Blood, sweat, and tiers

Leaving Kevin home alone is a chancy business. Home is where we keep our various weapons of mass destruction, things like trucks and power tools and ladders, and my husband is always looking to use them in fresh and imaginative ways. I am steeled against the day that I come home to find Kevin on one side of the house and his left leg on the other.

When that day comes and all my friends ask, incredulously, “But why did you leave him home alone with trucks and power tools and ladders?” I will have to explain to them that the many projects Kevin got done while I was out more than make up for a little dismemberment.

Last week, my friend Katie, who lives in Brooklyn, came to stay with us for a couple of days. One of those days, she and I went to Chatham to hike around Morris Island. The hike took a while, and then we had lunch and went for ice cream, and it was late afternoon by the time we got home.

Kevin was just finishing up.

He’d leveled the ground to created five tiers on the most severely sloped part of our garden. To hold each tier, he used twelve-foot lengths of 1×12 rough-sawn pine from our local sawmill, R.D. Williams. They were secured with three-foot lengths of PVC, leftover from an oyster-farm project, sunk two feet into the ground and screwed into the wood.

He’d also ordered five yards of garden soil from Mahoney’s, due to arrive the next day.

It was an unconscionable amount of work – dirty, sweaty work – and he did it alone. So, the next day, when Katie went home and the soil arrived, I was more than willing to shovel into the tiers and our two new raised beds all by myself. I was clearly running a labor deficit.

So, can you picture Kevin sitting inside, sipping a gin and tonic, while I shoveled solo?

You can’t learn much about gardening from me. I bumble through, doing the best I can. In fact, you can’t learn much about any of these activities I write about from me. My skills are so-so, at best, and my record is distinctly mixed, although I think it’s improving. There is one thing, however, at which I excel, and my perfect record is a testament to my talent. I am a world-class husband-picker. (Some day, when I can figure out how to work it into a post about hunting, gathering, fishing, or growing, I will tell you my Two Rules of Marriage.)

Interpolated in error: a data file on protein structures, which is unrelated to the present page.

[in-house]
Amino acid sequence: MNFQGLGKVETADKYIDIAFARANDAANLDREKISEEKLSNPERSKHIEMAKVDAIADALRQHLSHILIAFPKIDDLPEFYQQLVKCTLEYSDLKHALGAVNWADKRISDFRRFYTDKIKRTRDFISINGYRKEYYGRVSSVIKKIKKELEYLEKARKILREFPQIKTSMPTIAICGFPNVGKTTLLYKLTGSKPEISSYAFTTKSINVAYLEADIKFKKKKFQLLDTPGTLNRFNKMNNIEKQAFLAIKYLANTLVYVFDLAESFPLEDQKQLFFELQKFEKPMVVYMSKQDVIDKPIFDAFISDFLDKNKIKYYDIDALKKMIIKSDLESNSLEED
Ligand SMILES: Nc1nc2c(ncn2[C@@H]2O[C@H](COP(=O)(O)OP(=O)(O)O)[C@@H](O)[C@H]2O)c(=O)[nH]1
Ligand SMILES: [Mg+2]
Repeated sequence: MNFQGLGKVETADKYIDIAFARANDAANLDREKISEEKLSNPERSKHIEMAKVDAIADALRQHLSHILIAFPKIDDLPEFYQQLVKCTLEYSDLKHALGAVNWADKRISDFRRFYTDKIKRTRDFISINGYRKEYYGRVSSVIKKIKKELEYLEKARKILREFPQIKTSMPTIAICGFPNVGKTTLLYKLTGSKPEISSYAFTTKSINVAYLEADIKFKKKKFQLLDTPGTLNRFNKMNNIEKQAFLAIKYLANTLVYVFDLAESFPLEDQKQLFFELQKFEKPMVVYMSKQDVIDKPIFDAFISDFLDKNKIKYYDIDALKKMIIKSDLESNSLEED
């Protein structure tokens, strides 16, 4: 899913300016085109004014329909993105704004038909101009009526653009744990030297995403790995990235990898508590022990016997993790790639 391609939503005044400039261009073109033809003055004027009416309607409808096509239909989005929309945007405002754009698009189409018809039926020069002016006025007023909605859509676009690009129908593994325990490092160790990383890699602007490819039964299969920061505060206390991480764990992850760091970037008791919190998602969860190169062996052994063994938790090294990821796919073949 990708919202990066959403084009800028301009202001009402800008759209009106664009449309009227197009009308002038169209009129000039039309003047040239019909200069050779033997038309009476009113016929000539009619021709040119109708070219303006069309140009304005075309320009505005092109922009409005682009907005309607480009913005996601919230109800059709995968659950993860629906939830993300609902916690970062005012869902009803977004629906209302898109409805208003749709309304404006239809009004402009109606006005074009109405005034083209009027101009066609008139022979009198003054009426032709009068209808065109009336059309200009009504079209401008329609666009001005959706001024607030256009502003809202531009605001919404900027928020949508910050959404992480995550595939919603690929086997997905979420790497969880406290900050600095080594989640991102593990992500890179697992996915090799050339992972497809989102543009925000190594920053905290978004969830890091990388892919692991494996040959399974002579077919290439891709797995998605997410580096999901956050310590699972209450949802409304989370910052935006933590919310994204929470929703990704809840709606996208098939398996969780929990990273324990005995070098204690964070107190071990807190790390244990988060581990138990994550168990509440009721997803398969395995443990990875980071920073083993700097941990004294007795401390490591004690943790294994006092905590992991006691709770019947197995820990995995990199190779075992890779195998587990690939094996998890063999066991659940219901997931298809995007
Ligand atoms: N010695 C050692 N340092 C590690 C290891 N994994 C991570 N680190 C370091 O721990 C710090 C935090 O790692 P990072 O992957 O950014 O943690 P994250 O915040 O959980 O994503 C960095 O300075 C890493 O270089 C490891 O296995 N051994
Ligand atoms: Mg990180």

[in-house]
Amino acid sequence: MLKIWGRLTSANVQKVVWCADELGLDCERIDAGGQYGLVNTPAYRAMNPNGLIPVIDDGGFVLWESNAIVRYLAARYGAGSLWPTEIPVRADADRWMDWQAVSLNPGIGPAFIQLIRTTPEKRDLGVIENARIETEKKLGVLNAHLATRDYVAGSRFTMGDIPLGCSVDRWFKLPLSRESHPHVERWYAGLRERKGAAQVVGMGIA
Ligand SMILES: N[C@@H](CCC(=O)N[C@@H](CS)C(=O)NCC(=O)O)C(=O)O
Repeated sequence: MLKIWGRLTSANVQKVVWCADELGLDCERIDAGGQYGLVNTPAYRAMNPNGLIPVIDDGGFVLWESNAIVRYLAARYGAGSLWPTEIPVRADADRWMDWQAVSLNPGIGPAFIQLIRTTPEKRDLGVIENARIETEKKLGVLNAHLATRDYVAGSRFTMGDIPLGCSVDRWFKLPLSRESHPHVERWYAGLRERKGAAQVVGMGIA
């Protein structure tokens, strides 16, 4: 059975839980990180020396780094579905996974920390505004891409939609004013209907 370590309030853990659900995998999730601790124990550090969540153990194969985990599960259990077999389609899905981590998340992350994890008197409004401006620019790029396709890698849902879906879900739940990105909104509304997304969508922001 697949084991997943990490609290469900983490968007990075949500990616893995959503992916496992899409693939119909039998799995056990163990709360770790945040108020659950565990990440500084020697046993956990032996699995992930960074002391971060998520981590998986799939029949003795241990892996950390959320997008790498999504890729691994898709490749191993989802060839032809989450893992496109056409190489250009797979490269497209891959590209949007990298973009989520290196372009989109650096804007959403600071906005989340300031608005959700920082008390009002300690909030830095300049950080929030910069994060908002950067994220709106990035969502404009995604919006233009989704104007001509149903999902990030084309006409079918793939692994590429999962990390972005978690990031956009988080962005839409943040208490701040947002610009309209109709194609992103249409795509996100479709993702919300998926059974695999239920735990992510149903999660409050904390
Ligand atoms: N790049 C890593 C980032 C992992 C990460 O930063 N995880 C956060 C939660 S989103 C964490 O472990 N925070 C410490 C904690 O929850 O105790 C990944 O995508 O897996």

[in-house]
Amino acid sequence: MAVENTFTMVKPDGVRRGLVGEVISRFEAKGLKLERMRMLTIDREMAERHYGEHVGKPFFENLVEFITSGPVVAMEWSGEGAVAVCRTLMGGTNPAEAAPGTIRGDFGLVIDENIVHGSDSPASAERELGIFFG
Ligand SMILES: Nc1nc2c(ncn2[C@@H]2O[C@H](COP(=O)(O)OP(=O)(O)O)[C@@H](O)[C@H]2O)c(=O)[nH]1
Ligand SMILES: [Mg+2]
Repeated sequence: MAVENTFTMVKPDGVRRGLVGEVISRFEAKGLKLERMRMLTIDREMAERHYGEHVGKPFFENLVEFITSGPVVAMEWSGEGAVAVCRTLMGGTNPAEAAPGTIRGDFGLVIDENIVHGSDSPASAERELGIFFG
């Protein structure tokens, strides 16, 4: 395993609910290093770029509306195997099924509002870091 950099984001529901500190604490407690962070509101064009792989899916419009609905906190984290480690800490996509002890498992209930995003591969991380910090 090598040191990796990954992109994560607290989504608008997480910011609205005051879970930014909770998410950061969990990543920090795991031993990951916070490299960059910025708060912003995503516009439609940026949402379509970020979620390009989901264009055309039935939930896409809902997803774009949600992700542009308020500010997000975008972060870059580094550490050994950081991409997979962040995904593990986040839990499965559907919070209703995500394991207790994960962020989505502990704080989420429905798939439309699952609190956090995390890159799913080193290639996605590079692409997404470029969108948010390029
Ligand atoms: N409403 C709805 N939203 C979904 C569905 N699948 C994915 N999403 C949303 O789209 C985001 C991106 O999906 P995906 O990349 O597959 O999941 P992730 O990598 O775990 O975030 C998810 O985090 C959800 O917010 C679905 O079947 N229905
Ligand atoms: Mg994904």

Kevin doesn’t keep score, and it would take something truly incapacitating – like, say, being separated from his left leg – to keep him from doing whatever it is that needs to be done around here. Together, we spread out the soil. The chickens even helped.

Yesterday, we planted.

Kevin’s tiers are now filled with hope in the form of eggplant, pepper, cucumber, basil, and sugar snap pea seedlings. The tomatoes and potatoes are in the raised beds. The squash is planted across the back of the garden, and the beans are on the part that’s still sloped – we’re hoping the plants will be above the level of the squash plants by the time the squash vines wend their way down. All is fenced securely, because chickens are much less helpful in the garden once it has tender, delicious plants in it.

All we need now is an irrigation system on a timer. That’s a big job, so if anyone out of state would like me to come visit, let’s see if we can arrange it.

3 people are having a conversation about “Blood, sweat, and tiers

  1. irrigation system? cmon. you disappoint me. that’s super duper easy:) next time I’m in town.

  2. Oh! Oh! Come here! It’s been ridiculously hot and I have three almost-three-year-olds, but I promise to bake something delicious for you.

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